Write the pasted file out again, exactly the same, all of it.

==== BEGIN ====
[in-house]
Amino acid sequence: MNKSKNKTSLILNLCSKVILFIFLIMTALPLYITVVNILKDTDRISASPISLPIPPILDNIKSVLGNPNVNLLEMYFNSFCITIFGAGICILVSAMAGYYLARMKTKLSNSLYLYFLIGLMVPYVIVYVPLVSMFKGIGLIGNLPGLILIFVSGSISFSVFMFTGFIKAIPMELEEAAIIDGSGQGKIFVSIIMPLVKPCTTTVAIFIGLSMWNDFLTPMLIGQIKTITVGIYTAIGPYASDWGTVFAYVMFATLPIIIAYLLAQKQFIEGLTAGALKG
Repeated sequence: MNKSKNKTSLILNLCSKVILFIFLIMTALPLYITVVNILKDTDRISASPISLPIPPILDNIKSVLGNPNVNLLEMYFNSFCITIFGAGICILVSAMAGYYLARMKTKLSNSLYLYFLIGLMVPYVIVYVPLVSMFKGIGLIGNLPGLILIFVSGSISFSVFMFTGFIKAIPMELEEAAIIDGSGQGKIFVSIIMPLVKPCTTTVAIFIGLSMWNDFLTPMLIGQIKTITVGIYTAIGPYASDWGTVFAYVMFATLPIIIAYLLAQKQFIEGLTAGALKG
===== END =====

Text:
[in-house]
Amino acid sequence: MNKSKNKTSLILNLCSKVILFIFLIMTALPLYITVVNILKDTDRISASPISLPIPPILDNIKSVLGNPNVNLLEMYFNSFCITIFGAGICILVSAMAGYYLARMKTKLSNSLYLYFLIGLMVPYVIVYVPLVSMFKGIGLIGNLPGLILIFVSGSISFSVFMFTGFIKAIPMELEEAAIIDGSGQGKIFVSIIMPLVKPCTTTVAIFIGLSMWNDFLTPMLIGQIKTITVGIYTAIGPYASDWGTVFAYVMFATLPIIIAYLLAQKQFIEGLTAGALKG
Repeated sequence: MNKSKNKTSLILNLCSKVILFIFLIMTALPLYITVVNILKDTDRISASPISLPIPPILDNIKSVLGNPNVNLLEMYFNSFCITIFGAGICILVSAMAGYYLARMKTKLSNSLYLYFLIGLMVPYVIVYVPLVSMFKGIGLIGNLPGLILIFVSGSISFSVFMFTGFIKAIPMELEEAAIIDGSGQGKIFVSIIMPLVKPCTTTVAIFIGLSMWNDFLTPMLIGQIKTITVGIYTAIGPYASDWGTVFAYVMFATLPIIIAYLLAQKQFIEGLTAGALKG